Eling is a village on the S edge of Totton at the N end of Southampton Water. The church stands on a rise overlooking the main road running through the village. It consists of an 11thc-12thc nave with a chancel with N and S aisles. The N, of c.1300, has a tower at its W end, while the S arcade dates from c.1200, but has been widened and its arches replaced c.1300 to match those of the N arcade. The chancel has N and S chapels that communicate with their respective nave aisles, and there is a plain vestry on the N side of the N chapel that bears a date of 1825. Early 12thc windows in the W bay of the S nave aisle wall and the E bay of the N chancel chapel arcade wall confirm that both nave and chancel date from c.1100. Photographs of these plain windows are included, but the only Romanesque feature recorded here is the S nave arcade.
The church was drastically restored by Benjamin Ferrey in 1863-65, and, with the exception of the tower and N aisle, externally looks Victorian rather than medieval.
Eling was held by the king in 1086, and although the number of hides is not known it was clearly a major settlement with 69 recorded people indicating a population of more than 300. Two mills were noted along with the church and a fishery. Part of the manor was taken into the New Forest, reducing the value of woodland for pigs and honey, and destroying 19 of the serfs’ dwellings. Belonging to Eling were 2 berewicks on the Isle of Wight and 3 outside it, but when it was received from the king by Hugh de Port the 2 on the island wer held by Earl William of Hereford. With the exception of a grant for life to Gervase de Southampton, who founded God's House, Southampton, about 1193, the manor seems to have remained in royal hands until King John early in his reign granted it to Emma de Clere or de Staunton, to hold for the service of a tenth part of a knight's fee. Emma's daughter Cecily married Henry Husee, who forfeited the manor, which was ordered to be restored to him in 1217.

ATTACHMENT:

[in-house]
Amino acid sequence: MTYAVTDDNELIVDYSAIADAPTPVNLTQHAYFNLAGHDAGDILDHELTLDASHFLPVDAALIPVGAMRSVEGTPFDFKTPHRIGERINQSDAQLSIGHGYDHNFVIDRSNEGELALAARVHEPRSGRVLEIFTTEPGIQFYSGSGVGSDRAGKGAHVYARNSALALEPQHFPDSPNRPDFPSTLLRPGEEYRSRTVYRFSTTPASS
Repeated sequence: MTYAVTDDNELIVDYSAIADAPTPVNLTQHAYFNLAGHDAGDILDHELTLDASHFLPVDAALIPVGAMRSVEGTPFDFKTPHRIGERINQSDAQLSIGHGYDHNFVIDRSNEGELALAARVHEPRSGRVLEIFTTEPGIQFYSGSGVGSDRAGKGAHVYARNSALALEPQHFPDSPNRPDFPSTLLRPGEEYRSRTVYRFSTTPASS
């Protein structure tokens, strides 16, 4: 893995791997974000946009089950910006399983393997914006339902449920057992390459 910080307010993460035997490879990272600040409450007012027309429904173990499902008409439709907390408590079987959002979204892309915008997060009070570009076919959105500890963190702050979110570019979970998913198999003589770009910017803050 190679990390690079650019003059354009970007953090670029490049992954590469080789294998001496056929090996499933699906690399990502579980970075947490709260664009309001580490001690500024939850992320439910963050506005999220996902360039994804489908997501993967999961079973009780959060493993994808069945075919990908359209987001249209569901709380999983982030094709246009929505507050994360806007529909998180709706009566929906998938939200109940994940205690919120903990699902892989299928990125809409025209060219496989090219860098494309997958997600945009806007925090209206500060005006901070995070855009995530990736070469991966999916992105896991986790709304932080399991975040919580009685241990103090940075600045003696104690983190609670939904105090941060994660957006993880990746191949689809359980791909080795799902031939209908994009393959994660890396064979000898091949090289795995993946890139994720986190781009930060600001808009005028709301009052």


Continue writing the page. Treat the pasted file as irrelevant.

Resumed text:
The advowson of the church was with the king until it was granted to Gervase of Southampton by Richard I. Gervase gave it to his brother Roger, but on Gervase’s death it reverted to the crown. King John gave in to Mottisfont Priory in 1204-05, and it remained with that house until the Dissolution.
3 bays, pointed. The arches are of two chamfered orders and date from c.1300. Piers are octagonal and responds semi-octagonal, both on 19thc bases, carrying octagonal capitals with undercut hollow chamfered imposts with quirked faces and plain chamfered neckings. All capitals appear to be heavily restored or recut.
Concave bell decorated with a row of spade-shaped vertical leaves, alternately overlapping, with fleshy central veins
Convex bell decorated with a row of broad vertical leaves with central veins and ponted tips.
The main face and inner halves of the flanking faces have a form of multi-scallop with shields emerging from between pointed, fluted vertical leaves. The outer faces are carved with a row of thick, pointed, fluted vertical leaves.
English Heritage Listed Building 143476
N. Pevsner and D. Lloyd, The Buildings of England. Hampshire and the Isle of Wight. Harmondsworth 1967, 207-09.
Victoria County History: Hampshire. IV (1911), 546-58.